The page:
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Mailbag: Windows 8 Special Edition

In this special edition of the Mailbag, I address a wide range of Windows 8 questions that have come up in the wake of Microsoft's revelations this week. These include a Windows 8 and Windows Mobile 6.5 comparison, Windows 8 Snap with more than two apps and multiple monitors, whether the Windows 8 development environment is really only HTML 5 and JavaScript, Kinect and Windows 8 compatibility, Windows 8 32-bit compatibility, my review of Windows 8, and many unanswered questions.

Before we get started, let me explain the basics: As you no doubt know, Microsoft unveiled the new Windows 8 Start screen this week, along with some basic information about the development platform for this new user experience, which will be based on HTML 5, CSS, and JavaScript. The Windows 8 Start screen has proven immediately divisive, and I've received hundreds of emails already, split between a majority who finds it elegant and beautiful and a vocal minority who thinks the Start screen is the worst UI idea Microsoft has ever had.

I'm in the former camp, and while I am working on an article to be titled Windows 8 Desktop: The Design Language (or similar) that I hope puts this in perspective, for now just understand that's where I'm coming from. Those who believed that Microsoft could never create a single UI that would work equally well across multiple form factors--phones, slates and tablets, notebooks, desktop PCs, media center PCs, and even servers--and across multiple usage scenarios--consumer, business user, server admin and IT pro--are wrong. This the real deal.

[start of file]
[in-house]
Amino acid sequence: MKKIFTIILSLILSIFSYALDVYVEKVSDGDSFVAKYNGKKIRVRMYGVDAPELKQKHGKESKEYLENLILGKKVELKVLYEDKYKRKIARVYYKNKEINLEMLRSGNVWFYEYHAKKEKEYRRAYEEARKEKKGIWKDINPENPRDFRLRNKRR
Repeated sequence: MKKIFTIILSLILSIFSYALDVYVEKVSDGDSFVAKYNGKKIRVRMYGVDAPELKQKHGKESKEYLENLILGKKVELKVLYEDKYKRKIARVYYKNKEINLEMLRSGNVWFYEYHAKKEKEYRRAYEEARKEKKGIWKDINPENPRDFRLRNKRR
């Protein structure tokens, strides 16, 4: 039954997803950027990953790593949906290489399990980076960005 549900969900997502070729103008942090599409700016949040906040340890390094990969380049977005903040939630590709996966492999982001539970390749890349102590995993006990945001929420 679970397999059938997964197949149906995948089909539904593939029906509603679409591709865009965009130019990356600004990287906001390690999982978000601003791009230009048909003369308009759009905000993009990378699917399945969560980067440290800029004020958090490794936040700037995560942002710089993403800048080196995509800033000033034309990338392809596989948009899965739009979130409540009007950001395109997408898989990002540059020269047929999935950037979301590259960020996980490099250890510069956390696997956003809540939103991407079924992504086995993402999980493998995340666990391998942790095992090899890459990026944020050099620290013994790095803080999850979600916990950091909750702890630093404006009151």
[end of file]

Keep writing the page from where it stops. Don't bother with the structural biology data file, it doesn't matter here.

Anyway, on to the questions.

Does the new Windows 8 Start screen remind you of Windows Mobile 6.5?

Daniel S. asks:

[The Windows 8 Start screen is] pretty up front but underneath is plan ol' non-touch-friendly Windows. If Microsoft can manage to keep the regular Windows desktop hidden for most tasks, then yes it could be a success, but I'm not sure if they can pull that off. Doesn't it remind you of Windows Mobile 6.5?

No, because it's not just a patina of new paint, it's a new platform with a comprehensive API that's going to be extended with new apps by third party developers. I think this is going to reverse Microsoft's fortunes in the tablet market dramatically.

Maybe. Look at WPF. I was really hoping that would take off in Vista and then in Windows 7, but it hasn't happened. Why should I expect this new API to be any different?

Because this API is the new Windows shell, and it's based on HTML 5 + CSS + JavaScript, the most popular programming environment of all time. But it honestly doesn't matter if it takes off, per se, since it's the shell. This is what Windows is going to look like, period. So you can install and run apps normally, but you'll do so from a much prettier UI.